In this example we will return a pretty statement showing you the system release and the TR currently installed. First we are getting the system name and concatenating it with the system release form the PTF Group target release field. We then have a touch of logic tossed in to find the first row of data that matches the words ‘Technology Refresh’ and ‘Installed’. This first matched row gives you the installed the TR level. Pretty simple!
What about getting a list of the users on your system whose passwords are about to expire.
SELECT * from qsys2.user_info where status = '*ENABLED' AND DATE_PASSWORD_EXPIRES BETWEEN CURRENT TIMESTAMP AND CURRENT TIMESTAMP + 7 DAYS;
This was a real life request from one of our customers. They have IBM traveler running in their shop and several of their executives have gotten to the point that they only use their mobile device for email. Considering I am actually writing this on my iPad, not that far fetched in this modern world we live in. Why is knowing when the password is ready to expire important? Well, with traveler there is no notification that your profile is ready to expire, you just stop working. No explanation. Sort of a pain to be honest. With this simple SQL you can get a list of the user that will expire in the next 7 days,
Top ten users of storage
SELECT USER_NAME, SUM(STORAGE_USED) AS TOTAL_STORAGE_USED from qsys2.user_storage GROUP BY USER_NAME ORDER BY TOTAL_STORAGE_USED DESC FETCH FIRST 10 ROWS ONLY ;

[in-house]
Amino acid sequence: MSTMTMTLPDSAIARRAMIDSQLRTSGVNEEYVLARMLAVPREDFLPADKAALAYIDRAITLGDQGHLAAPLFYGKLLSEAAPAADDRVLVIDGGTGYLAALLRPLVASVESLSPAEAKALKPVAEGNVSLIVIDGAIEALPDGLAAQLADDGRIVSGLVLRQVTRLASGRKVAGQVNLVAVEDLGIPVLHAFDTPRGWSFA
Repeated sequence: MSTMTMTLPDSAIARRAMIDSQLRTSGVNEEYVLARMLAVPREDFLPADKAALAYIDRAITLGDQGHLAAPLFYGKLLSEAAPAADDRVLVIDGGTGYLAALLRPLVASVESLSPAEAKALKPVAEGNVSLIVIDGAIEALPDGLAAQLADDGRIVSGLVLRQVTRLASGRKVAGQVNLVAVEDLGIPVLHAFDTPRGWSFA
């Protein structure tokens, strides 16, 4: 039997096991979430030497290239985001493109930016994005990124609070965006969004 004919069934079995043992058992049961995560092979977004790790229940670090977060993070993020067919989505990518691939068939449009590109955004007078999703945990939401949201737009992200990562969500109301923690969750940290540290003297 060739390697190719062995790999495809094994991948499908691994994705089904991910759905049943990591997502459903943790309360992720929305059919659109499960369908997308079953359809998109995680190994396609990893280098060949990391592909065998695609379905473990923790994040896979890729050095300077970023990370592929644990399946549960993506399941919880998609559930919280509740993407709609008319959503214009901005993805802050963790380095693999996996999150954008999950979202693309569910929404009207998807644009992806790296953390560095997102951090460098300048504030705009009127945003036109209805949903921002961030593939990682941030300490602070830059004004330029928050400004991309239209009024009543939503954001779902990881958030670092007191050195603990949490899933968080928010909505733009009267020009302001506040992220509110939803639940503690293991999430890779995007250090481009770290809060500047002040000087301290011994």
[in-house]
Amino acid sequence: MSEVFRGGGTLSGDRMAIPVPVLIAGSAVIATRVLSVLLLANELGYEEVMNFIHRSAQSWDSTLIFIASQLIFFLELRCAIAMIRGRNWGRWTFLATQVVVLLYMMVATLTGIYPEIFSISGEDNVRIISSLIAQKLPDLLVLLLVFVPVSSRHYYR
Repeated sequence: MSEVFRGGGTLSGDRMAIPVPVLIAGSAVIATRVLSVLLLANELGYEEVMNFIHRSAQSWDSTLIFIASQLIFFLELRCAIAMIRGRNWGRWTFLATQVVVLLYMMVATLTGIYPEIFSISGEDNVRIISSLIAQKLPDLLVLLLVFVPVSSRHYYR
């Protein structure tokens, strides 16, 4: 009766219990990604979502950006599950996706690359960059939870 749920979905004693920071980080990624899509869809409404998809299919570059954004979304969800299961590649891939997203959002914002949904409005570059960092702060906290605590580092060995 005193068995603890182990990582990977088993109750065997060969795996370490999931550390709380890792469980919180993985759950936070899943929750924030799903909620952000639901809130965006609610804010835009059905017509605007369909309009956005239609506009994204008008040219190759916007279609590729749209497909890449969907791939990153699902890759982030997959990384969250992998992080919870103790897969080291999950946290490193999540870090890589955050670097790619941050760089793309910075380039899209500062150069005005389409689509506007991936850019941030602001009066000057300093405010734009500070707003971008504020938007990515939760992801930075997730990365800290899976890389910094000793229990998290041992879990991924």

Here we are grouping the output of the total storage used by user name in descending order and then just grabbing the top ten users.
System variables that have been changed in the past week
SELECT ENTRY_TIMESTAMP, "CURRENT_USER", cast( cast(substring(entry_data,3, 10) as varchar(10) for bit data) as varchar(32000) ccsid 37) as entry_data_char_form, X.* FROM TABLE ( QSYS2.Display_Journal( 'QSYS', 'QAUDJRN', -- Journal library and name '', '', -- Receiver library and name CURRENT TIMESTAMP - 7 DAYS, -- Starting timestamp CAST(null as DECIMAL(21,0)), -- Starting sequence number 'T', -- Journal codes 'SV', -- Journal entries '','','','', -- Object library, Object name, Object type, Object member '', -- User '', -- Job '' -- Program ) ) AS x ORDER BY entry_timestamp DESC
This example is a bit more complicated. We are accessing the audit journal filtering on the past 7 days for just the system value entries.
For a complete list of the services that we have delivered, check out the following link from IBM I developerWorks: http://bit.ly/DB2foriServices
For those that have been using SQL on a regular basis, I am sure these example have created a number of additional possibilities. What about the rest of us that have not started using SQL on a consistent basis ( or at all!), can this stuff be useful? Sure can! There are a couple of ways that you can just copy and paste these examples into a ‘Run SQL script ‘ interface where you will be able to run the script and view the report. Most people have installed iAccess Navigator client on their workstation. In this interface there is a nice interface to run any SQL script,and see the results. In addition in our new Mobile iAccess support you can also run these scrips right from the ‘Run SQL Sripts’ from your mobile device! For details about the iAccess Mobile support check out the following URL: http://www-03.ibm.com/systems/power/software/i/access/mobile.html
In this entry, I was only able to give you a handful of examples, for a complete list of the DB2 for I Services, check out the TR update section for DB2 for I on the IBM I developerWorks page. Hope you will be able to find your favorite use for these simple and powerful services for IBM I.
You are now free to move about your code!